Utilize este identificador para referenciar este registo: http://hdl.handle.net/10400.21/5023
Título: The impact of Sinogram-Affirmed Iterative Reconstruction on patient dose and image quality compared to filtered back projection: a narrative review
Autor: Ahmed, Abdulfatah
Garcia, André
Bakker, Astrid
Tomkinson, David
Salamin, Julie
de Lange, René
Buyvidovich, Sergey A.
Sohrabi, Tina
Dominguez, Alexandre
Campeanu, Cosmin
Plasman, Paul
Palavras-chave: Sinogram-affirmed iterative reconstruction
Filtered back projection
Dose reduction
Paediatric patients
Computed tomography
Image quality
Data: 2015
Editora: Open Source, University of Salford
Citação: Ahmed A, Garcia A, Bakker A, Tomkinson D, Salamin J, Lange R, et al. The impact of Sinogram-Affirmed Iterative Reconstruction on patient dose and image quality compared to filtered back projection: a narrative review. In Hogg P, Lança L, editors. OPTIMAX 2014 – Radiation dose and image quality optimisation in medical imaging. Salford, UK: Open Source, University of Salford; 2015. p. 21-6.
Resumo: Objective: Summarize all relevant findings in published literature regarding the potential dose reduction related to image quality using Sinogram-Affirmed Iterative Reconstruction (SAFIRE) compared to Filtered Back Projection (FBP). Background: Computed Tomography (CT) is one of the most used radiographic modalities in clinical practice providing high spatial and contrast resolution. However it also delivers a relatively high radiation dose to the patient. Reconstructing raw-data using Iterative Reconstruction (IR) algorithms has the potential to iteratively reduce image noise while maintaining or improving image quality of low dose standard FBP reconstructions. Nevertheless, long reconstruction times made IR unpractical for clinical use until recently. Siemens Medical developed a new IR algorithm called SAFIRE, which uses up to 5 different strength levels, and poses an alternative to the conventional IR with a significant reconstruction time reduction. Methods: MEDLINE, ScienceDirect and CINAHL databases were used for gathering literature. Eleven articles were included in this review (from 2012 to July 2014). Discussion: This narrative review summarizes the results of eleven articles (using studies on both patients and phantoms) and describes SAFIRE strengths for noise reduction in low dose acquisitions while providing acceptable image quality. Conclusion: Even though the results differ slightly, the literature gathered for this review suggests that the dose in current CT protocols can be reduced at least 50% while maintaining or improving image quality. There is however a lack of literature concerning paediatric population (with increased radiation sensitivity). Further studies should also assess the impact of SAFIRE on diagnostic accuracy.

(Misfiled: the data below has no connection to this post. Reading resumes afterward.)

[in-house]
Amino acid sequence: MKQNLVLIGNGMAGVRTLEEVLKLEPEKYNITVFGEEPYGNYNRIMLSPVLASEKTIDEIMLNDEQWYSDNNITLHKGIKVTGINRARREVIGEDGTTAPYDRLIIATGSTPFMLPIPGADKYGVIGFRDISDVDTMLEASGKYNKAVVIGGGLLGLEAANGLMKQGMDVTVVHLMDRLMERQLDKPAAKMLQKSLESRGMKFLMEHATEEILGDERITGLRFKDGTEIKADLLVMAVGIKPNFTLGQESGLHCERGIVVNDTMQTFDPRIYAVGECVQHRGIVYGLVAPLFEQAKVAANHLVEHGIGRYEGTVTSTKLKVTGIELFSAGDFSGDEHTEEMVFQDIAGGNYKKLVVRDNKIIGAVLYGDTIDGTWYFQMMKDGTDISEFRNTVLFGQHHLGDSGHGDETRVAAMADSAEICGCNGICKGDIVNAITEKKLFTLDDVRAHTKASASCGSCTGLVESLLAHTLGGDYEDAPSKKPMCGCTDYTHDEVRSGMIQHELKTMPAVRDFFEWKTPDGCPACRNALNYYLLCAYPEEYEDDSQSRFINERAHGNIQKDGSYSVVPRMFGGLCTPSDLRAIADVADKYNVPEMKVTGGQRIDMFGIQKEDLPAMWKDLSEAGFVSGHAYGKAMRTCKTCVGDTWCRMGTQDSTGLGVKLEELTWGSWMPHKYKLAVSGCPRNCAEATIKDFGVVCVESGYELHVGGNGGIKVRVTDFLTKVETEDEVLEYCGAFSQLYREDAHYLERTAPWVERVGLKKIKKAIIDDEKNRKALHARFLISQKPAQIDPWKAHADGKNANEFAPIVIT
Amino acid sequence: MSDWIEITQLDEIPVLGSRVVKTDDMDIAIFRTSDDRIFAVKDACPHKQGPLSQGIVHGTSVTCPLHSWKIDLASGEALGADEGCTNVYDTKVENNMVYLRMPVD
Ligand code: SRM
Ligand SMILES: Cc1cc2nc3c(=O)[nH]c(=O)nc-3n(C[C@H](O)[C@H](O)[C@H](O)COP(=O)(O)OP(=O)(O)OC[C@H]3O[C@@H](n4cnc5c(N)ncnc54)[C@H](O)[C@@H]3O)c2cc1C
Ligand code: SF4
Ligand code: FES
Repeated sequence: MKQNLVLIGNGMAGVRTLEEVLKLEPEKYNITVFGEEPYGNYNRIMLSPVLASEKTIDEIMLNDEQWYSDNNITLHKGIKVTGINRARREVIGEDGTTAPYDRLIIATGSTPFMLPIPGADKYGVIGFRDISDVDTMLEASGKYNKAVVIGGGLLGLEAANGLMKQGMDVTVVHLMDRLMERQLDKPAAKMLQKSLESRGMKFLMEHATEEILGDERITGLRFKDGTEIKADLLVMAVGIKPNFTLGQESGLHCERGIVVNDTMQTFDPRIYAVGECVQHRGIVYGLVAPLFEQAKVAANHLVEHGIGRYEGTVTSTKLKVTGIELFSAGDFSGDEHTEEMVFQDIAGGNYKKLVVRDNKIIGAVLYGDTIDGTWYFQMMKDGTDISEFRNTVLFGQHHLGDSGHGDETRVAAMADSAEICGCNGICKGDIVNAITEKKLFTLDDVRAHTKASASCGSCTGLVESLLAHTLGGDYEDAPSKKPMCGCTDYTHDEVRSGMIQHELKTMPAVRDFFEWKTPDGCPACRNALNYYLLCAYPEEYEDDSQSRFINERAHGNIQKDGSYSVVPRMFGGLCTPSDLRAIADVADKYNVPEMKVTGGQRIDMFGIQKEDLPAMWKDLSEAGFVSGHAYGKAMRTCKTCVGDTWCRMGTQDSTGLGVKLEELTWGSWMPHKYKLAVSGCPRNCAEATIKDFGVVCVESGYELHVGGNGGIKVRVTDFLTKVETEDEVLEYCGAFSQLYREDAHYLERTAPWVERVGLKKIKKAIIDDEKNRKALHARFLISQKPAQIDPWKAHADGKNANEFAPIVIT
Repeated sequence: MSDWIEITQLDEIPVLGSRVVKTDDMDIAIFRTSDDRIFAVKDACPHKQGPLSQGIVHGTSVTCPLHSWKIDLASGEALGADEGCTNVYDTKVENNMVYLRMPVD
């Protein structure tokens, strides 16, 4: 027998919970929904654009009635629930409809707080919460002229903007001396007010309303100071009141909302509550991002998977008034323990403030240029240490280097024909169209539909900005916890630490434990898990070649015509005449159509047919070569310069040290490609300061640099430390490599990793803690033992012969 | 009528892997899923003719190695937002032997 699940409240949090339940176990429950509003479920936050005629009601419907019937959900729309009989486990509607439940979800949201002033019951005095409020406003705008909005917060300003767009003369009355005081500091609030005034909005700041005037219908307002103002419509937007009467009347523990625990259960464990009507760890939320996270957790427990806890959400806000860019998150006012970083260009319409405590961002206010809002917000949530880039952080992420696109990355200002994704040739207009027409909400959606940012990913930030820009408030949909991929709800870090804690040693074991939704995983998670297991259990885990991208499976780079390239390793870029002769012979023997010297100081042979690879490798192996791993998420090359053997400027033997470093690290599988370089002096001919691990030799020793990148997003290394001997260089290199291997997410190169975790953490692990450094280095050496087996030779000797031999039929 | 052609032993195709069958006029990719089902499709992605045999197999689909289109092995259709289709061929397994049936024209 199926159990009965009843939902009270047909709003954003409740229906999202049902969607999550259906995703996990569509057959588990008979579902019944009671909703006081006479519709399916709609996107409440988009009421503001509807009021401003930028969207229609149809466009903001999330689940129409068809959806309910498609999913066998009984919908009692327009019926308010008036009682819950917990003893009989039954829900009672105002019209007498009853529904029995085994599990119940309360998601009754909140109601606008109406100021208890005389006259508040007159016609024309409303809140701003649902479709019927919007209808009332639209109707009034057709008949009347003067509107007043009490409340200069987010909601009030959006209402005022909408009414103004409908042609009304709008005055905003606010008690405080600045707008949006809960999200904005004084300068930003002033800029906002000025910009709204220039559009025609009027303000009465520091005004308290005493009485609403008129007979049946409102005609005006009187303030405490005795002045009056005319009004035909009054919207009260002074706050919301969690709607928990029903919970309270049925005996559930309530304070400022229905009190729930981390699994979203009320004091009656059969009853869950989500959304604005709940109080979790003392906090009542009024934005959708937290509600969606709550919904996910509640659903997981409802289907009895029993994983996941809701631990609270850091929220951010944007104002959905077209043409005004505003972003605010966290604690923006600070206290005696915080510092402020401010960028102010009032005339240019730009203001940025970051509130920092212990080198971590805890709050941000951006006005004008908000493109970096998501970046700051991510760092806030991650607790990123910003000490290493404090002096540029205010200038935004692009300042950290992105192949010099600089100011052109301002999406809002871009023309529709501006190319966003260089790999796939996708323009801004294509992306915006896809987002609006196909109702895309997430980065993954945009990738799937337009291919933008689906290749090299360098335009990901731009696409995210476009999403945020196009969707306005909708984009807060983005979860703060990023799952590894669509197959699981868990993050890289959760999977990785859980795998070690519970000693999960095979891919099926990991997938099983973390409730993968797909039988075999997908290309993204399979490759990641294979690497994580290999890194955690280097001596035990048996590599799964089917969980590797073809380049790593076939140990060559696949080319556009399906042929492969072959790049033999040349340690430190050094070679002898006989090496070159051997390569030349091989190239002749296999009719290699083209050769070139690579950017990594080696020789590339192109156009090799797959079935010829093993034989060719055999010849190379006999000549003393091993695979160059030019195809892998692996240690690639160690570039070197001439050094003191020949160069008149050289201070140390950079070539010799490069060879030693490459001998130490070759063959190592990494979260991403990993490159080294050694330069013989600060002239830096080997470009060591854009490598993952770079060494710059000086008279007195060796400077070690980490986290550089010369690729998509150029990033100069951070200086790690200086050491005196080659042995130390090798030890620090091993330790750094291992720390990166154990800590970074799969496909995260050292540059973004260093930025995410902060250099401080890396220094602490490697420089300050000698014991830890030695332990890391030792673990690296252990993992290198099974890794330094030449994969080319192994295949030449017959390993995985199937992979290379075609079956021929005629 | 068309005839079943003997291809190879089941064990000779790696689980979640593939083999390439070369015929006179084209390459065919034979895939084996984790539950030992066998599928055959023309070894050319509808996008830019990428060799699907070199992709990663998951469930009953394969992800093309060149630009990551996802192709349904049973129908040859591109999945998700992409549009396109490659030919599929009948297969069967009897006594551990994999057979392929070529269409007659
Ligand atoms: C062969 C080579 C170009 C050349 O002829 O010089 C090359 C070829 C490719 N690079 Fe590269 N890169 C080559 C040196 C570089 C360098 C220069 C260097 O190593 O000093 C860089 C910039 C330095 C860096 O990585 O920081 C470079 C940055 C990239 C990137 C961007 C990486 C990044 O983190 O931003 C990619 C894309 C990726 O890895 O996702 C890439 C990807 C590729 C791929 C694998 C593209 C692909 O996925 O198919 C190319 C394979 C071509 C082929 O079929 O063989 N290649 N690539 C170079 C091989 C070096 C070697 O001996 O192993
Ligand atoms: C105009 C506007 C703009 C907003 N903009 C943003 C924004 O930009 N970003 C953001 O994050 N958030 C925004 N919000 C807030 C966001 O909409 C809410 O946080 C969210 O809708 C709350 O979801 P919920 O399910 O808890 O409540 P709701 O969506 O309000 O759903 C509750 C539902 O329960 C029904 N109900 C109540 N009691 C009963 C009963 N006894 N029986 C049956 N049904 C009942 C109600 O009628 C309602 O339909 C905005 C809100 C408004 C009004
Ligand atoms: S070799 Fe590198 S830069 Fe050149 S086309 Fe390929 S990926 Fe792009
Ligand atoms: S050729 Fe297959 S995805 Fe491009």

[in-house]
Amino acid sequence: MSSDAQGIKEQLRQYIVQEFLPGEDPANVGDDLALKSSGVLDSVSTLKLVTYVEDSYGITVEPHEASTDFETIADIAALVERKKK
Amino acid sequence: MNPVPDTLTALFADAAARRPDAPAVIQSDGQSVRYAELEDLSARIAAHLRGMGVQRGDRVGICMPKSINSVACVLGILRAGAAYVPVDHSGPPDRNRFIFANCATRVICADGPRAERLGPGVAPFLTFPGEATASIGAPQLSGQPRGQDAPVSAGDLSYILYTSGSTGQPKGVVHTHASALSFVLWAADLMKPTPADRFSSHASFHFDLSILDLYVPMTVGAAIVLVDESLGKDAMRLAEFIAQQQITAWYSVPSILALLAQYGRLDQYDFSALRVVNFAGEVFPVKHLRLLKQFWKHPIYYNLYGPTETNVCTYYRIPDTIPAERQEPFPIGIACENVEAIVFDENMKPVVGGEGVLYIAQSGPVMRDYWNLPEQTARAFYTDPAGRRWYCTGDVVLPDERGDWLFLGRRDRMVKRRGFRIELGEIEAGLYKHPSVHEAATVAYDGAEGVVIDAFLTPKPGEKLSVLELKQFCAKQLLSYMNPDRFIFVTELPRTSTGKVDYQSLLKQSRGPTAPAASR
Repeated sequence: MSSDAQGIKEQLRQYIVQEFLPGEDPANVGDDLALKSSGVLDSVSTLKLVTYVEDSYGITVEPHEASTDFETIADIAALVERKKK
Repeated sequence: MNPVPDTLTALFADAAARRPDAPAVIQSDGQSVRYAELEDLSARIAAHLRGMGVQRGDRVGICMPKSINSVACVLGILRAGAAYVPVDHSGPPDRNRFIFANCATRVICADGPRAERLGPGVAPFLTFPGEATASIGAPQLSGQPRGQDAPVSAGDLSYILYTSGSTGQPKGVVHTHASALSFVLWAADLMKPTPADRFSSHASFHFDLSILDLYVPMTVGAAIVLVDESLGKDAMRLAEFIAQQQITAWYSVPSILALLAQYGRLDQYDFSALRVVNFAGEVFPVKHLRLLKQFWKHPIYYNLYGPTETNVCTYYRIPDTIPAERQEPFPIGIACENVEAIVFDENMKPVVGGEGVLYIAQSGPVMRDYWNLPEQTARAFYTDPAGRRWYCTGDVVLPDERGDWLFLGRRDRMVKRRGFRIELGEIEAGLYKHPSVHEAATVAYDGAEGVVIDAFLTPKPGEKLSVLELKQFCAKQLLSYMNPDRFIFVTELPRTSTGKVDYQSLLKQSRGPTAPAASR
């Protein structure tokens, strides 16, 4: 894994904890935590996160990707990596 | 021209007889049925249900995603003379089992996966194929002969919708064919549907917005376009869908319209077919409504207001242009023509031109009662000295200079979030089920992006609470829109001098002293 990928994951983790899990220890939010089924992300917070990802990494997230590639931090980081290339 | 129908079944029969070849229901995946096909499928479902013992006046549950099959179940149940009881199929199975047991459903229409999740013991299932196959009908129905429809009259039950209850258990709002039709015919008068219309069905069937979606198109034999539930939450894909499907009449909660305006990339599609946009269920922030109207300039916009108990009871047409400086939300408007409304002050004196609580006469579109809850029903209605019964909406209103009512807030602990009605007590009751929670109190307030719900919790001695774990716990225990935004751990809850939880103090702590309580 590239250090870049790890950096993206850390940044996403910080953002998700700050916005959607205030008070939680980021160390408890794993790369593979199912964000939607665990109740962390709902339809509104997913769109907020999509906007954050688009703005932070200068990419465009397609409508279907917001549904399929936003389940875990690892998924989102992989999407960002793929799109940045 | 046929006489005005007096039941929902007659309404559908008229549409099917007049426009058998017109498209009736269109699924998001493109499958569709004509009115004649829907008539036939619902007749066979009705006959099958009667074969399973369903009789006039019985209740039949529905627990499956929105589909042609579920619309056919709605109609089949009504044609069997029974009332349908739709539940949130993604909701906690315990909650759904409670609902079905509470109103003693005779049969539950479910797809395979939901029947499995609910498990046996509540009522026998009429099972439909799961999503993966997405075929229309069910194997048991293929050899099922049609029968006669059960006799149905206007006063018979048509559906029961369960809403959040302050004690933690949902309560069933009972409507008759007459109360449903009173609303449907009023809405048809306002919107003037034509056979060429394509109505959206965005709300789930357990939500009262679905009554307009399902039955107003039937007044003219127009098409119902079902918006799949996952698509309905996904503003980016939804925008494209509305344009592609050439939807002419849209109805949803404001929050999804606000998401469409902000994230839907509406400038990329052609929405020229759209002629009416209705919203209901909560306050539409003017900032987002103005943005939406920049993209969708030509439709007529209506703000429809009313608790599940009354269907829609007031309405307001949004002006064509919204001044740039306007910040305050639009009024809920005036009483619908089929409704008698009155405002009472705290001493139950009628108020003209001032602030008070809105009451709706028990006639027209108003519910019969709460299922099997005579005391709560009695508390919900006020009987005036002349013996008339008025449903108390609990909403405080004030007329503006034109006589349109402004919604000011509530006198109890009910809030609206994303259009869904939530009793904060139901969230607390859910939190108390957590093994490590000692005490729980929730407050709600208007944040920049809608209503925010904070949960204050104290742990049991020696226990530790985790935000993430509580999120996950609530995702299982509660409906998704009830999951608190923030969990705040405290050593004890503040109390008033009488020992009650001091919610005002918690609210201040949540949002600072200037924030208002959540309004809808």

Peer review: yes
URI: http://hdl.handle.net/10400.21/5023
ISBN: 9781907842603
Versão do Editor: http://usir.salford.ac.uk/34439/
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